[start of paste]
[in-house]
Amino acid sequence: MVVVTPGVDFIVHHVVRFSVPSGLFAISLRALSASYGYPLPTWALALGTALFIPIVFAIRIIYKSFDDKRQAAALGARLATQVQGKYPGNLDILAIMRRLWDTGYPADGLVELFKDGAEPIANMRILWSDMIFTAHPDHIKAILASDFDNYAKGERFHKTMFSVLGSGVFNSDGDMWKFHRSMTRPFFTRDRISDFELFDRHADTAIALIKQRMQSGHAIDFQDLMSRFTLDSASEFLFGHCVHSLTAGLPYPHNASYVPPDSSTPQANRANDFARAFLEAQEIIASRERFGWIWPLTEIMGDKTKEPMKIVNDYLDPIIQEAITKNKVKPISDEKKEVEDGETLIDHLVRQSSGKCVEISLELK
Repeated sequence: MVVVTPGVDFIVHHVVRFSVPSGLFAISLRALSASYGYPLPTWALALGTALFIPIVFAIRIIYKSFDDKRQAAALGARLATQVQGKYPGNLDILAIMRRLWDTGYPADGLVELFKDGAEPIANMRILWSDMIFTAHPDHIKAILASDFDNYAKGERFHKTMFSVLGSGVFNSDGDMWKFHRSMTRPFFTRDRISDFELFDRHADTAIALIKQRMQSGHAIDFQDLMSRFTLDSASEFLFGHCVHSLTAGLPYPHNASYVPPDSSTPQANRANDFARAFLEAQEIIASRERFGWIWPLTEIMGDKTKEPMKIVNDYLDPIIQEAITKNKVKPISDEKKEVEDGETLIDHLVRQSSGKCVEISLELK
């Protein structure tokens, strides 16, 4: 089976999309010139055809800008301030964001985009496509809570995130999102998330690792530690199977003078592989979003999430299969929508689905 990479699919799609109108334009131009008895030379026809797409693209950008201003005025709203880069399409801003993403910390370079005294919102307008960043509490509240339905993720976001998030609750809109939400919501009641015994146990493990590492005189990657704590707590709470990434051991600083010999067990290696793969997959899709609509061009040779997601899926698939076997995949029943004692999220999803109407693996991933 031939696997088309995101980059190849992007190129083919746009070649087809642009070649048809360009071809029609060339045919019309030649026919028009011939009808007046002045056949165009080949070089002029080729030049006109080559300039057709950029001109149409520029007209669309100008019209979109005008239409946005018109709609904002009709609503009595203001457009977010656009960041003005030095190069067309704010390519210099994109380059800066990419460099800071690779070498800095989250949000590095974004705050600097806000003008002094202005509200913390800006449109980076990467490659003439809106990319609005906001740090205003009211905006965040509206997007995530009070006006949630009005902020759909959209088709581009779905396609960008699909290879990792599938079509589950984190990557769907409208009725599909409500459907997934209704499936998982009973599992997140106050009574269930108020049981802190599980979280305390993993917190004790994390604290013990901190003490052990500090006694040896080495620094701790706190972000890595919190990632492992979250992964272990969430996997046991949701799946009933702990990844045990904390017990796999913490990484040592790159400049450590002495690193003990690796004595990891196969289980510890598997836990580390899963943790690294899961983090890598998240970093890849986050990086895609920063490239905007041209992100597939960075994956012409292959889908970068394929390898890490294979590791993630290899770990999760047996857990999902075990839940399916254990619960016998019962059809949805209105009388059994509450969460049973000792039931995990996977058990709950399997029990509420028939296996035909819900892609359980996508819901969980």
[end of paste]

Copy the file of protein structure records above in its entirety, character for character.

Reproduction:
[in-house]
Amino acid sequence: MVVVTPGVDFIVHHVVRFSVPSGLFAISLRALSASYGYPLPTWALALGTALFIPIVFAIRIIYKSFDDKRQAAALGARLATQVQGKYPGNLDILAIMRRLWDTGYPADGLVELFKDGAEPIANMRILWSDMIFTAHPDHIKAILASDFDNYAKGERFHKTMFSVLGSGVFNSDGDMWKFHRSMTRPFFTRDRISDFELFDRHADTAIALIKQRMQSGHAIDFQDLMSRFTLDSASEFLFGHCVHSLTAGLPYPHNASYVPPDSSTPQANRANDFARAFLEAQEIIASRERFGWIWPLTEIMGDKTKEPMKIVNDYLDPIIQEAITKNKVKPISDEKKEVEDGETLIDHLVRQSSGKCVEISLELK
Repeated sequence: MVVVTPGVDFIVHHVVRFSVPSGLFAISLRALSASYGYPLPTWALALGTALFIPIVFAIRIIYKSFDDKRQAAALGARLATQVQGKYPGNLDILAIMRRLWDTGYPADGLVELFKDGAEPIANMRILWSDMIFTAHPDHIKAILASDFDNYAKGERFHKTMFSVLGSGVFNSDGDMWKFHRSMTRPFFTRDRISDFELFDRHADTAIALIKQRMQSGHAIDFQDLMSRFTLDSASEFLFGHCVHSLTAGLPYPHNASYVPPDSSTPQANRANDFARAFLEAQEIIASRERFGWIWPLTEIMGDKTKEPMKIVNDYLDPIIQEAITKNKVKPISDEKKEVEDGETLIDHLVRQSSGKCVEISLELK
């Protein structure tokens, strides 16, 4: 089976999309010139055809800008301030964001985009496509809570995130999102998330690792530690199977003078592989979003999430299969929508689905 990479699919799609109108334009131009008895030379026809797409693209950008201003005025709203880069399409801003993403910390370079005294919102307008960043509490509240339905993720976001998030609750809109939400919501009641015994146990493990590492005189990657704590707590709470990434051991600083010999067990290696793969997959899709609509061009040779997601899926698939076997995949029943004692999220999803109407693996991933 031939696997088309995101980059190849992007190129083919746009070649087809642009070649048809360009071809029609060339045919019309030649026919028009011939009808007046002045056949165009080949070089002029080729030049006109080559300039057709950029001109149409520029007209669309100008019209979109005008239409946005018109709609904002009709609503009595203001457009977010656009960041003005030095190069067309704010390519210099994109380059800066990419460099800071690779070498800095989250949000590095974004705050600097806000003008002094202005509200913390800006449109980076990467490659003439809106990319609005906001740090205003009211905006965040509206997007995530009070006006949630009005902020759909959209088709581009779905396609960008699909290879990792599938079509589950984190990557769907409208009725599909409500459907997934209704499936998982009973599992997140106050009574269930108020049981802190599980979280305390993993917190004790994390604290013990901190003490052990500090006694040896080495620094701790706190972000890595919190990632492992979250992964272990969430996997046991949701799946009933702990990844045990904390017990796999913490990484040592790159400049450590002495690193003990690796004595990891196969289980510890598997836990580390899963943790690294899961983090890598998240970093890849986050990086895609920063490239905007041209992100597939960075994956012409292959889908970068394929390898890490294979590791993630290899770990999760047996857990999902075990839940399916254990619960016998019962059809949805209105009388059994509450969460049973000792039931995990996977058990709950399997029990509420028939296996035909819900892609359980996508819901969980």